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How To Spend a Bay St Salary

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1 hour ago, JohnStuartHobbes said:

I don't think this point is being made by anyone in this thread. The article does illustrate a point many people have been trying to make - we are at the greatest point of human history from a technological, social, and wealth perspective. To argue otherwise is disingenuous.

We can always do more but I don't think there is any time I would rather live in than right now in 2019.

Billy Joel wrote the following song (in 1989!) when a 21-year-old told him that it was a terrible time to be 21. Would anyone in this thread want to return to 1989 to live life as it was back then? What about 1979? 1969? 

 

You’re right; on reflection, the point being made was that we’re living better than the lord in his castle. 

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1 hour ago, BlockedQuebecois said:

Somehow, this thread has become even less fun than when it was about Toronto real estate prices. Bring back the overpriced anchovies! 

My parents are coming down this weekend. They'll stay with us in our "luxury condo", which is what my dad calls our pretty nice 1100 square foot apartment. I plan on getting some expensive anchovies at the market to really show them the high life. Unfortunately we can't take them to Bar Raval because of the baby. And because it's always lined up.

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On 12/5/2019 at 8:38 PM, JohnStuartHobbes said:

We can always do more but I don't think there is any time I would rather live in than right now in 2019.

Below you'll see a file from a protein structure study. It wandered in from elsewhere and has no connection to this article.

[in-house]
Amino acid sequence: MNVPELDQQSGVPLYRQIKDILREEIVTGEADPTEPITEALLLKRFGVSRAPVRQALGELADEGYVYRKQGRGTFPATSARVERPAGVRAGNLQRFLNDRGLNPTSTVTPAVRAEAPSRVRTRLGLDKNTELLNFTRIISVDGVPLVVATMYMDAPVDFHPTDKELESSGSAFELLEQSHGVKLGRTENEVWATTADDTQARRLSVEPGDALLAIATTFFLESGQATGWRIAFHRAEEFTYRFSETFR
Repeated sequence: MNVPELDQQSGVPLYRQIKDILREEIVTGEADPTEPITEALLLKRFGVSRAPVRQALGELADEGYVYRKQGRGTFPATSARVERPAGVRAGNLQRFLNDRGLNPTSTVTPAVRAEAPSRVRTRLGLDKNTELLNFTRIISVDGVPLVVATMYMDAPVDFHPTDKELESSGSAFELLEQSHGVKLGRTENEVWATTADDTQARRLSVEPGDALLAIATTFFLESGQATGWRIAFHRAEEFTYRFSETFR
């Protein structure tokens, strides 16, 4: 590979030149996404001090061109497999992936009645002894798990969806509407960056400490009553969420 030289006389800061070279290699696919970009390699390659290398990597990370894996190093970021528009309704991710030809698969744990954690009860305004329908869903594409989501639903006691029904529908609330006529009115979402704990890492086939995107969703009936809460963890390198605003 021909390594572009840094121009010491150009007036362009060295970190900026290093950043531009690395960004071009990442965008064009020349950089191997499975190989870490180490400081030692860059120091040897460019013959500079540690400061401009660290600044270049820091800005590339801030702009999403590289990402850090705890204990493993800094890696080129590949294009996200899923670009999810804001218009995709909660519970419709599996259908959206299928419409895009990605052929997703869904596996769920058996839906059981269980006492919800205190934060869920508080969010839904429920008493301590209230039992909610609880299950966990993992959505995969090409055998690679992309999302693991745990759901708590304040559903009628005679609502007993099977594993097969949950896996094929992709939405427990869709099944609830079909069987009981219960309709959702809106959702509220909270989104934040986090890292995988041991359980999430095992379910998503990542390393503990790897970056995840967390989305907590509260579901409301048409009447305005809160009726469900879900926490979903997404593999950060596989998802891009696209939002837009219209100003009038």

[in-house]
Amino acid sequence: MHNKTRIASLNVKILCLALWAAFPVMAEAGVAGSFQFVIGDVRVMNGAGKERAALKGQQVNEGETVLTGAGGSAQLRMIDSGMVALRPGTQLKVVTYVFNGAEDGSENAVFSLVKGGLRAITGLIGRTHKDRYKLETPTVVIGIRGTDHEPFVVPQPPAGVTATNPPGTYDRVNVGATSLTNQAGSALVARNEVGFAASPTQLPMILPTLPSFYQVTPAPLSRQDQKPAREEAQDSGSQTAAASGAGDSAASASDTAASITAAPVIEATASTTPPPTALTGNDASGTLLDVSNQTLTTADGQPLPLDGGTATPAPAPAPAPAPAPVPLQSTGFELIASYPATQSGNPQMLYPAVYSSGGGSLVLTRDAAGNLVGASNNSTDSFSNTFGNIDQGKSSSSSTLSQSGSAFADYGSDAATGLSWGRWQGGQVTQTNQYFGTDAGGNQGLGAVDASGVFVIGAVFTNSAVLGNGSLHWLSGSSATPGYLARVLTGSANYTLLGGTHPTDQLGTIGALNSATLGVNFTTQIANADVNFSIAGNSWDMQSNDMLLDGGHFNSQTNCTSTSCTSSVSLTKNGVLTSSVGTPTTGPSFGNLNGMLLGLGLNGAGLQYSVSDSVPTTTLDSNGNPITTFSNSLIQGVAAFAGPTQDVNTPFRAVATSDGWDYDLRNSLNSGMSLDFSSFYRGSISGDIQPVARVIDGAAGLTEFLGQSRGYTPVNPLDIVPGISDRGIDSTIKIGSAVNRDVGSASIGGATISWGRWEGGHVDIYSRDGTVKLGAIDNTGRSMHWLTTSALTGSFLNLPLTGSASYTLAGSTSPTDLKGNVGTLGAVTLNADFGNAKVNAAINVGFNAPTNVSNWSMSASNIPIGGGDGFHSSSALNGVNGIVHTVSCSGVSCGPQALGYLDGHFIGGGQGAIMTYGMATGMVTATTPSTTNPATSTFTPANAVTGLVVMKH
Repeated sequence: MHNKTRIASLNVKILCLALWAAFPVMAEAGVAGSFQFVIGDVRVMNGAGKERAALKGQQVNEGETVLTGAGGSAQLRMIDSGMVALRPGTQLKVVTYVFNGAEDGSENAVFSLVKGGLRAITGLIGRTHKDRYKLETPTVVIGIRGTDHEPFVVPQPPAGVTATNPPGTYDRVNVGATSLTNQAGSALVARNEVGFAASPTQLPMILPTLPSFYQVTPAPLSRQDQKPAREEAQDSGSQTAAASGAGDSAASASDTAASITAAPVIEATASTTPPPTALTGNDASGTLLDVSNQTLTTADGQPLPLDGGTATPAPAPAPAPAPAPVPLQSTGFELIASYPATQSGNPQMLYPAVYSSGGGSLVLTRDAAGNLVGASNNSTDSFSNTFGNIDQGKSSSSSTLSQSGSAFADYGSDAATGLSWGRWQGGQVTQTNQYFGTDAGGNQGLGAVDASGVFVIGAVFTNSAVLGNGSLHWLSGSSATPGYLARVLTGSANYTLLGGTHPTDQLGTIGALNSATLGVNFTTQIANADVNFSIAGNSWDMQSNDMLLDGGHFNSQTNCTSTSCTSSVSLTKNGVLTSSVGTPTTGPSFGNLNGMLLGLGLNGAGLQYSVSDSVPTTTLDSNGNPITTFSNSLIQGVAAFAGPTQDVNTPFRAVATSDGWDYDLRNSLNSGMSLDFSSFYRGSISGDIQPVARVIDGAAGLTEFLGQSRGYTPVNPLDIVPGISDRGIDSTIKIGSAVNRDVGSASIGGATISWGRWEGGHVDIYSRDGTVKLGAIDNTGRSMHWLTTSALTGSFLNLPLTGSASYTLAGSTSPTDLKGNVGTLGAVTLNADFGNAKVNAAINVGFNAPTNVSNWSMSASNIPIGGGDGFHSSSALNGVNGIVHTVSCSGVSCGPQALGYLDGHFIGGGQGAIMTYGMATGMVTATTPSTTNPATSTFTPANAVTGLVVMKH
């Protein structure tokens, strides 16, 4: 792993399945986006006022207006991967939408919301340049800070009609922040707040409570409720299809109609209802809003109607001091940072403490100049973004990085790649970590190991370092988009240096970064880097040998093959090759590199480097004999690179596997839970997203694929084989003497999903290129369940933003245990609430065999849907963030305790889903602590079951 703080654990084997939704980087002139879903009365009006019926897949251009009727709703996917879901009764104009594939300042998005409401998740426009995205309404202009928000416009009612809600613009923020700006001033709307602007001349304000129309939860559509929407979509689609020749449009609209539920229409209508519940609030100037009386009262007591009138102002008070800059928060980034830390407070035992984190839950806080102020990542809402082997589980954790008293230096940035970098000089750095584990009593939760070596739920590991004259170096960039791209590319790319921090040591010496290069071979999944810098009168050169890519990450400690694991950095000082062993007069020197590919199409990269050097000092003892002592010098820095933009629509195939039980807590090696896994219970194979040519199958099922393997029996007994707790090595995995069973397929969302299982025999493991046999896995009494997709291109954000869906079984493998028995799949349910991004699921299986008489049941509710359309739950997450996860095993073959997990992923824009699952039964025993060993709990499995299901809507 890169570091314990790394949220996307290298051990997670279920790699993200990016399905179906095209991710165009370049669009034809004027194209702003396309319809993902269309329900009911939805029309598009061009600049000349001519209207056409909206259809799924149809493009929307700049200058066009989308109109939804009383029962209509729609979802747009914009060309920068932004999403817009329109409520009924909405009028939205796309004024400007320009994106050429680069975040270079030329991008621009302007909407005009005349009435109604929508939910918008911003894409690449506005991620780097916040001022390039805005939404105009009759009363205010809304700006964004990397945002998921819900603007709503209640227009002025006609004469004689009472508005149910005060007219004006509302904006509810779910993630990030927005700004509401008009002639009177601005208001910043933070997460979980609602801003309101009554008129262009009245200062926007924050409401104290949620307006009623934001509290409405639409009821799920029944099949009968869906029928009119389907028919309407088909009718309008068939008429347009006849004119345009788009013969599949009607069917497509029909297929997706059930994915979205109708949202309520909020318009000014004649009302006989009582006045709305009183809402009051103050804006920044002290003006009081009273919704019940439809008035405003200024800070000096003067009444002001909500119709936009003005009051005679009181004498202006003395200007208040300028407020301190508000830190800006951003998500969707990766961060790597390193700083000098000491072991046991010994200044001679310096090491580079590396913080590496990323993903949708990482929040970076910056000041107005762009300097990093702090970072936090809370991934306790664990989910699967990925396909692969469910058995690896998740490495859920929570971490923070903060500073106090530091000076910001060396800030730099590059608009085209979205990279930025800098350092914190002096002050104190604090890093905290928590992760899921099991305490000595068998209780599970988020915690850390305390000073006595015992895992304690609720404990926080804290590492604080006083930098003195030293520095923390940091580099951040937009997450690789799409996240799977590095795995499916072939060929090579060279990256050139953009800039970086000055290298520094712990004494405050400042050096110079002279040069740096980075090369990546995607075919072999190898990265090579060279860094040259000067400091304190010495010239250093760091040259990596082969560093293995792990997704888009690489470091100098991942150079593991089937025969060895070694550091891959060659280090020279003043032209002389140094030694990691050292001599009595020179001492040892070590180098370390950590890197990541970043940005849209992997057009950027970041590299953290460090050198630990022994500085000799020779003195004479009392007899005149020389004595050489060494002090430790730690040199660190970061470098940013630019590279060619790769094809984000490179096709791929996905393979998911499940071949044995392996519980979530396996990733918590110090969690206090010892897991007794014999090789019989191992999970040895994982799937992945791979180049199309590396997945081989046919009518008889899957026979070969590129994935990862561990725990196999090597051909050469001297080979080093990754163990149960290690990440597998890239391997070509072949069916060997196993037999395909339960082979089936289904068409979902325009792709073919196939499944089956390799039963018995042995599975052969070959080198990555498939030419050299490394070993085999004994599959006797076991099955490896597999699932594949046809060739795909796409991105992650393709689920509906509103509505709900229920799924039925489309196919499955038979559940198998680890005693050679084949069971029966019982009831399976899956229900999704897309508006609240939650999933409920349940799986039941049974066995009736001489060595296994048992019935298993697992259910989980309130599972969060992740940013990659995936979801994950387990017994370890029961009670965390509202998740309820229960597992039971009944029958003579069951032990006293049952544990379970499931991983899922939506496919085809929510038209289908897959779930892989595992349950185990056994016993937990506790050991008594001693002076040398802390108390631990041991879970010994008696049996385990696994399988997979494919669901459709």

Would anyone in this thread want to return to 1989 to live life as it was back then? What about 1979? 1969? 

 

Yes (to '89). Yes (to '79). Fuck, yeah (to 1969). 

I was talking to a colleague last week who was telling me how great it was to be a lawyer-adult in the '60s and '70s. Even in Toronto. He said you woke up and made money. Everyone screwed each other. No incurable STIs. No draft. Cheap houses in the best parts of the city. Cheap trips to Europe and Vegas. The coolest goddamn muscle cars. All the best jazz, blues, soul, and rock artists still alive and in their prime.

If you'd trade that for smart phones, email, and internet pornography...

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13 minutes ago, KingLouis said:

Yes (to '89). Yes (to '79). Fuck, yeah (to 1969). 

I was talking to a colleague last week who was telling me how great it was to be a lawyer-adult in the '60s and '70s. Even in Toronto. He said you woke up and made money. Everyone screwed each other. No incurable STIs. No draft. Cheap houses in the best parts of the city. Cheap trips to Europe and Vegas. The coolest goddamn muscle cars. All the best jazz, blues, soul, and rock artists still alive and in their prime.

If you'd trade that for smart phones, email, and internet pornography...